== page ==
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How low can the tabloids go?

15451856 "David Cameron last night stood accused of exploiting the war dead for the sake of a set of Armistice Day publicity pictures. He took his personal snapper into the Garden of Remembrance at Westminster Abbey yesterday to pose for carefully-choreographed photographs. The Tory leader slipped in by a side gate at 10.15am, 30 minutes before dignitaries including the Queen arrived for a First World War commemoration service. Mr Cameron had clearly been instructed on how to behave and moved briskly from pose to pose, often bending down to read the names on crosses as he was snapped." - Mirror

After The Sun's attacks on Brown (opposed by 65% of the public) you have to wonder if the six months to the General Election (Nick Robinson does not expect a March vote) are going to be very ugly.

The Sun and Mirror are likely to lead the charge... and go way beyond what their political friends would choose to do and, perhaps, would prefer to do. Once they have both finished taking lumps out of their targets you have to wonder what will remain of their own reputations as well as those of Cameron, Brown and our political leaders.

Tim Montgomerie

15451851 PS In today's Independent Andy McSmith examines the Tory-Sun relationship (as Bob Seely did yesterday on CentreRight). McSmith suggests that a deal may have been done by the Tory leadership to win the newspaper's support:

"Examples of the apparent tie-in between what News International's boss, James Murdoch, wants, and what David Cameron is ready to promise include the recent decision by the Conservatives to abandon the idea of "top slicing" the BBC licence fee. It had been proposed that part of the money paid to the BBC would be siphoned off to help regional television companies meet the threat from the internet. But this would also have helped them compete more effectively against Sky News, which is part of the Murdoch media empire.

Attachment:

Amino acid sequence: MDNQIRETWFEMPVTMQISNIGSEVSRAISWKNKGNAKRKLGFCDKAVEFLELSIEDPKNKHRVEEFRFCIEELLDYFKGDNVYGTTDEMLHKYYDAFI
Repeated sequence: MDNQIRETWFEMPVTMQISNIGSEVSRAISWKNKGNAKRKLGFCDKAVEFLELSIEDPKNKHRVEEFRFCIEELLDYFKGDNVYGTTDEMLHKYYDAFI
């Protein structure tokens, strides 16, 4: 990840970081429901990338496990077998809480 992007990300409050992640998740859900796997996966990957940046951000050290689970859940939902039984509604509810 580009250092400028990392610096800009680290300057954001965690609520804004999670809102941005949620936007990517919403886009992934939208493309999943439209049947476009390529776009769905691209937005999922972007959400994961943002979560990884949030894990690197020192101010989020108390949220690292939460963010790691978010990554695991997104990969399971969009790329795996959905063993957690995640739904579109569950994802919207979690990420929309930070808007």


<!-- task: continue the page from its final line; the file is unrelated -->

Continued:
When the policy was abandoned in September, Jeremy Hunt, the shadow Culture Secretary, said that it was because enacting it might make the commercial television companies "focus not on attracting viewers but on attracting subsidies". There was no gain for the BBC in the climbdown, because David Cameron had already said that the Tories will freeze the licence fee. What it will mean is that the BBC's income will be capped, without the regional television companies seeing any government help, which will strengthen the market position of Britain's only satellite television company, Sky. "This was done for News International," a Tory insider said yesterday. "Murdoch wants Sky to go head to head with the BBC. He doesn't want the independent companies strengthened."

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